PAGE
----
Another limitation of the study was that it focused on the mobile phones industry, namely Nokia. By the time of the study, Nokia had only the Lebanese online community in the Middle-East on Facebook. By early 2013, Nokia had extended its Facebook online communities to Egypt, Saudi Arabia and Syria. The study was conducted when Nokia commended high market share and was leading the mobile phone industry.
Originality No study has been developed to integrate the online experience variables under a social networking site with brand relationship taking into consideration the direct and indirect effects of a saturation variable. This study confirmed that saturation in social networking sites negatively affects the brand-consumer relationship. The direct saturation effects were shown to be significantly affecting the overall model, proving that in social networks’ communities, brand-consumer relationship can be at significant risk which companies might not be fully aware of. In fact, these online communities are currently the focus of most companies that exploit them with the aim of having a better engagement with consumers that would enable them to further co-create values and build a stronger relationship with customers.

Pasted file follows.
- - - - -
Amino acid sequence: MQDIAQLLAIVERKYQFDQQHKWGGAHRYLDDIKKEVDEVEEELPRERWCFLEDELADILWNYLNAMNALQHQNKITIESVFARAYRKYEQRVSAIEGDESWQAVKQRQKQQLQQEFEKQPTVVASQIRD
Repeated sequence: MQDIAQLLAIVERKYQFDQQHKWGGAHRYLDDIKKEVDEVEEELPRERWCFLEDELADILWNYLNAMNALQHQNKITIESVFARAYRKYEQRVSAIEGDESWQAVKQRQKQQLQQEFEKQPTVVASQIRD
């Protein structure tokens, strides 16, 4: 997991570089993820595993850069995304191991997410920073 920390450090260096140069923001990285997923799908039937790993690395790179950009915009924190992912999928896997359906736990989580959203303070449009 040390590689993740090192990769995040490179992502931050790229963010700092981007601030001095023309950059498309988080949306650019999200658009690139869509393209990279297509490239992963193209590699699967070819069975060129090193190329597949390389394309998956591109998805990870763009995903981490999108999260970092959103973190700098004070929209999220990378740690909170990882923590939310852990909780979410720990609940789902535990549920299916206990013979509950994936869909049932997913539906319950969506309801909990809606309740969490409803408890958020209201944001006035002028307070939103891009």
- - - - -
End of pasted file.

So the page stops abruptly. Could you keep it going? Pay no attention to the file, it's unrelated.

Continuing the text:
Nonetheless, the findings from Nokia’s online communities in the Middle East show that saturation poses serious challenges and can have implications on brand-consumer relationship.
Keywords: Saturation, Addiction, Online brand community, Social Network, Brand Relationship.